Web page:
Neutral Tandem Becomes Inteliquent

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Interconnection specialist Neutral Tandem is rebranding itself as Inteliquent. The company’s shares will start trading under its new name and stock ticker symbol (IQNT) today.

The company said the new name reflects the evolution of Neutral Tandem to a full-scale service provider that can solve network interconnection and interoperability issues on a global scale. Inteliquent provides voice, IP Transit, Ethernet and hosted service solutions to major carriers, service providers, and content management firms based in over 80 countries and six continents.

Neutral Tandem/Inteliquent has partnered with data center operators Equinix and Telx to expand the infrastructure for Ethernet exchanges to support the growth of Carrier Ethernet services.

“The rebranding comes at a time when our customers’ network needs are growing more complicated. To address this, we are providing intelligent solutions to solve these challenges -— whether in voice, IP transit, Ethernet or hosted services,” continues Surendra Saboo, President and Chief Operating Officer of Inteliquent. “At Inteliquent, we are building upon the breadth and depth of our highly interconnected network, and developing solutions to solve tomorrow’s interoperability issues.”

Over at Telecom Ramblings, Rob Powwll says the new brand and broadened vision could suggest future acquisitions. “It still seems likely to me that at some point this company will again find an inorganic way to expand further,” Rob writes. “From this re-branding it seems clear that we ought to look for such targets in the rapidly evolving cloud ecosphere. But thus far it is mainly from a wholesale perspective, as even their hosted services will be sold via the channel and not directly to the enterprise. For now though, a new name to reflect a wider focus.”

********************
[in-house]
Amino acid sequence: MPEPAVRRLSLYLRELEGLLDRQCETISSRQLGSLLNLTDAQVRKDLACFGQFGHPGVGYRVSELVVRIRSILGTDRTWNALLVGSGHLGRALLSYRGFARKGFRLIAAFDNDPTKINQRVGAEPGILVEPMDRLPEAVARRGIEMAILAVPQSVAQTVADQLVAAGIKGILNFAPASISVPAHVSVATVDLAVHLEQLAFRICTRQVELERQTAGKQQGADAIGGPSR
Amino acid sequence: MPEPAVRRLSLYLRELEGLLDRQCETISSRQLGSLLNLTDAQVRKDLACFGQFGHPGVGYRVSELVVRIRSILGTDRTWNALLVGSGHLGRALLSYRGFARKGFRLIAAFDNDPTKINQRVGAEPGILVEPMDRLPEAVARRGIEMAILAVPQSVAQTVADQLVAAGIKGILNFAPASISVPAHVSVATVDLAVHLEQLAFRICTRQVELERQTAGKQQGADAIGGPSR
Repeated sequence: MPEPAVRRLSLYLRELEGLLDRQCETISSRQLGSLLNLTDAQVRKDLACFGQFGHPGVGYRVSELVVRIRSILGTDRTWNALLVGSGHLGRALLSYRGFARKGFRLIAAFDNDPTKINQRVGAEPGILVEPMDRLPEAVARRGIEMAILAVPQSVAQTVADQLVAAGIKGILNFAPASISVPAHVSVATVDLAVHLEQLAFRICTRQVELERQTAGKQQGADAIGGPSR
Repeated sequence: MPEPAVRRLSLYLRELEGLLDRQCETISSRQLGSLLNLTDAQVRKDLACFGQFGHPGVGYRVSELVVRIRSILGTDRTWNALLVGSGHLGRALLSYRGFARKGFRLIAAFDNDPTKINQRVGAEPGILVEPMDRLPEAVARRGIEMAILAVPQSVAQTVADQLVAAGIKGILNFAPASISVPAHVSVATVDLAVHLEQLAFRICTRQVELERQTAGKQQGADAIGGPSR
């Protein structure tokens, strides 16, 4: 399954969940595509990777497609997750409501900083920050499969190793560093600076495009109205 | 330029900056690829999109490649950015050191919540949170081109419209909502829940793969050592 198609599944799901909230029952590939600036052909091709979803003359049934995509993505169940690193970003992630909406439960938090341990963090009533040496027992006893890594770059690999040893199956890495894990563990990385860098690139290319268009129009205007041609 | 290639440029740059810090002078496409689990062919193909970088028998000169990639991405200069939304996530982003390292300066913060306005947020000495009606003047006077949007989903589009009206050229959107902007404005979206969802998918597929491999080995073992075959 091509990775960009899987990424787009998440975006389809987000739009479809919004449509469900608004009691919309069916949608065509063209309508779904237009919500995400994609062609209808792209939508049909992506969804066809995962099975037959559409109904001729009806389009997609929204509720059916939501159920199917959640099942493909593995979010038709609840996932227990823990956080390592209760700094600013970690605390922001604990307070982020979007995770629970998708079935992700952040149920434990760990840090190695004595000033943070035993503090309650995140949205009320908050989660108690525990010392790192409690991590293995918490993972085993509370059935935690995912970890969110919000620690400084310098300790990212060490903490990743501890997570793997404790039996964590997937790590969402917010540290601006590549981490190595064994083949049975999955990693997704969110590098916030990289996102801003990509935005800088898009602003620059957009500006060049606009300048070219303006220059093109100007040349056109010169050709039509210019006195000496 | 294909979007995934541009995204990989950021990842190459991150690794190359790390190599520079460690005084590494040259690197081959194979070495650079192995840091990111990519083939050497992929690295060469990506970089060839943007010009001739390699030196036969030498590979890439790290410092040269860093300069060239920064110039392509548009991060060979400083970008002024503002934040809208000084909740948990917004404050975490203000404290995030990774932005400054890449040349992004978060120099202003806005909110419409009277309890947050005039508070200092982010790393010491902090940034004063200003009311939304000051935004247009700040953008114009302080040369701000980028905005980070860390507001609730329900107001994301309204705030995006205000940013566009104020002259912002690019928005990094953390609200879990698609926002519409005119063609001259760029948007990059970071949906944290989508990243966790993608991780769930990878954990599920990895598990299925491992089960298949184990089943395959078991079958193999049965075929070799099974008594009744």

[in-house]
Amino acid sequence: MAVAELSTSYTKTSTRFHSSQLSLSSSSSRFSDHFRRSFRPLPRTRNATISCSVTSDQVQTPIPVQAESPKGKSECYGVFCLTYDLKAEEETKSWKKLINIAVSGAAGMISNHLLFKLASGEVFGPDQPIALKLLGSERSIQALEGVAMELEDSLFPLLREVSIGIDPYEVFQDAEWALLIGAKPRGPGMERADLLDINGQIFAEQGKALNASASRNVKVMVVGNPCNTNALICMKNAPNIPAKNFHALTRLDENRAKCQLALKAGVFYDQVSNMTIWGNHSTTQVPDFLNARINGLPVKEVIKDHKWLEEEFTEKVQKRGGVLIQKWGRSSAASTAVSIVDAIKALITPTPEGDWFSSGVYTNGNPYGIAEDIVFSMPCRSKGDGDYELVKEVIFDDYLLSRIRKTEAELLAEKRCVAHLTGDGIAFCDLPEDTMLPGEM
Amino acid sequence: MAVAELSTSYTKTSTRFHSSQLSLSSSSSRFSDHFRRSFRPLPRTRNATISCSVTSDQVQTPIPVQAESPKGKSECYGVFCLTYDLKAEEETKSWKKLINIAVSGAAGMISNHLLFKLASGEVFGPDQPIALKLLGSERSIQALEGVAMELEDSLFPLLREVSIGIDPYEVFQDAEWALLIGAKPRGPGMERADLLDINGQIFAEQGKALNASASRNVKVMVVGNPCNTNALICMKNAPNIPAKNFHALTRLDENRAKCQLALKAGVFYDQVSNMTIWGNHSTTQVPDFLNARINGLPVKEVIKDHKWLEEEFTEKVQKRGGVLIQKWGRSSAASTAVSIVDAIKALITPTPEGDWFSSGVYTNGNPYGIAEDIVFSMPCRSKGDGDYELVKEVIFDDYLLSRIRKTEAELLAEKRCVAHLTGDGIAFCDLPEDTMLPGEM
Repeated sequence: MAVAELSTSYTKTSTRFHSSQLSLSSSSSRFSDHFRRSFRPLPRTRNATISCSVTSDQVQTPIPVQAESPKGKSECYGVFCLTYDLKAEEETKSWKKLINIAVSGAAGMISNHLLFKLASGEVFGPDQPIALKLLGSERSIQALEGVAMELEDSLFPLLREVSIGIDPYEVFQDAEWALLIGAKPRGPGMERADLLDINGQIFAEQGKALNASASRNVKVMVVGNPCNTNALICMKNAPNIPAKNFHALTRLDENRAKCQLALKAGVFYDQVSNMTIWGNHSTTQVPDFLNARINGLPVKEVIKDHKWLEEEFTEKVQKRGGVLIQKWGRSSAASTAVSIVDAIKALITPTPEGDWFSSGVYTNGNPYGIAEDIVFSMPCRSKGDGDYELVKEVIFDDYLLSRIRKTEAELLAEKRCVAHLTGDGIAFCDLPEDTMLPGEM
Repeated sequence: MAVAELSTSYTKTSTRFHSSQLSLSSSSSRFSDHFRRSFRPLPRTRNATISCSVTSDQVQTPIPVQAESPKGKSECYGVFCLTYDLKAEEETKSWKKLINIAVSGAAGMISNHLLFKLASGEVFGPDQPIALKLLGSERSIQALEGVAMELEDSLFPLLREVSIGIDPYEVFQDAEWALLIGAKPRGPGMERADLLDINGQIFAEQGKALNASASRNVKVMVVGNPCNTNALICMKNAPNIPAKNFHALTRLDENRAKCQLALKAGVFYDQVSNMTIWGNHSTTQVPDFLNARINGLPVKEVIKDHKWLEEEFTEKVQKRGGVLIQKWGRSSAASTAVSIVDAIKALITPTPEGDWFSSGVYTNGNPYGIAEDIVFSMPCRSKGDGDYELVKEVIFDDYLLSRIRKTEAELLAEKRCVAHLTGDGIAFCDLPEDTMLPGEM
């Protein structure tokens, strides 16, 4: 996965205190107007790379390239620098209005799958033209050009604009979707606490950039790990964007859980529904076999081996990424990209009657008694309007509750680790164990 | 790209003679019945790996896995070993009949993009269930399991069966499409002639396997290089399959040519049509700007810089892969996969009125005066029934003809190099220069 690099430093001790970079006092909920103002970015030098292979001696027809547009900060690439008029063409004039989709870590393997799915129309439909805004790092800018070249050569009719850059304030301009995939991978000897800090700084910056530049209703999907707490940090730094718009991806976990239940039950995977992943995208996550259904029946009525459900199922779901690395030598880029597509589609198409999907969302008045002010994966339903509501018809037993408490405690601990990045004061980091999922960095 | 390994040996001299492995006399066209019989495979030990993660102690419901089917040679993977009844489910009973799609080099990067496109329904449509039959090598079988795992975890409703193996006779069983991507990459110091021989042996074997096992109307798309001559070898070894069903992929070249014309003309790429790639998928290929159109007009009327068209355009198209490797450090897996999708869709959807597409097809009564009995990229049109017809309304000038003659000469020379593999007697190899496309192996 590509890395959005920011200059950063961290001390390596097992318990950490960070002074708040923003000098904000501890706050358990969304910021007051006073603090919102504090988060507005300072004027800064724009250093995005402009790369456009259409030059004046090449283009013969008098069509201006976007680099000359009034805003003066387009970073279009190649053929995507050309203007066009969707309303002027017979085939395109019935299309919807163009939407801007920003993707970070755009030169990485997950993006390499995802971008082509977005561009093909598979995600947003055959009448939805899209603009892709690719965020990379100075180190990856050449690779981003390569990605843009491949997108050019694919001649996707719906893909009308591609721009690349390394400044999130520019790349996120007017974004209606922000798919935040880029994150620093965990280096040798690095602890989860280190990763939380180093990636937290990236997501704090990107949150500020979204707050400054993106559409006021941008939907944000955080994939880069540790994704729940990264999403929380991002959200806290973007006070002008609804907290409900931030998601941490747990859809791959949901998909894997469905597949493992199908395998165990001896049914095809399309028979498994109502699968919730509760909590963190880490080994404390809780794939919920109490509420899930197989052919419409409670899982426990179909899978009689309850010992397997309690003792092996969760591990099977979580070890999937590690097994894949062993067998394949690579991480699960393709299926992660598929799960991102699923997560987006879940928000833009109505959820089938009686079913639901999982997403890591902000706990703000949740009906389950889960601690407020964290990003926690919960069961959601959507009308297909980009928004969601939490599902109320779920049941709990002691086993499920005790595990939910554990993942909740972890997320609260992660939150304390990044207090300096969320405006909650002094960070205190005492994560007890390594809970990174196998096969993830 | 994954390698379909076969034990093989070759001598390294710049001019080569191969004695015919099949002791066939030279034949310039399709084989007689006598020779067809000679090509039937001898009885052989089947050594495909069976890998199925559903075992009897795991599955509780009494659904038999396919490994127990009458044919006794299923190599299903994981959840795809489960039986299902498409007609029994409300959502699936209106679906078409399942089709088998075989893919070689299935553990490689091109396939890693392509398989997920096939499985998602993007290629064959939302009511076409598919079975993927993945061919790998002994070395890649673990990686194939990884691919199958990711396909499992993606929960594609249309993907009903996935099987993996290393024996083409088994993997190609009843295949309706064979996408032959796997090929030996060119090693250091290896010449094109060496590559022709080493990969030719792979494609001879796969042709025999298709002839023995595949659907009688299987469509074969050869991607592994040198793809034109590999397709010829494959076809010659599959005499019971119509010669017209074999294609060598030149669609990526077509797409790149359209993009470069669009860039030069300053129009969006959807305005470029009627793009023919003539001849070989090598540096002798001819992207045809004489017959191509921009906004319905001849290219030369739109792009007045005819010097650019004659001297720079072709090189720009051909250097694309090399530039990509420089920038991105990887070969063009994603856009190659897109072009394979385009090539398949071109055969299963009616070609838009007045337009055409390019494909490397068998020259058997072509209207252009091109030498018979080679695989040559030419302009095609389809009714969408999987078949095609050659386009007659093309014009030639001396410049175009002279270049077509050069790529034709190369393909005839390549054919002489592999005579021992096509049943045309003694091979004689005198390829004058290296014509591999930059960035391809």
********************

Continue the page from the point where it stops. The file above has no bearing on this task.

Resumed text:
Inteliquent has also rolled out a new web site to reflect its new name and mission

About the Author

Rich Miller is the founder and editor at large of Data Center Knowledge, and has been reporting on the data center sector since 2000. He has tracked the growing impact of high-density computing on the power and cooling of data centers, and the resulting push for improved energy efficiency in these facilities.

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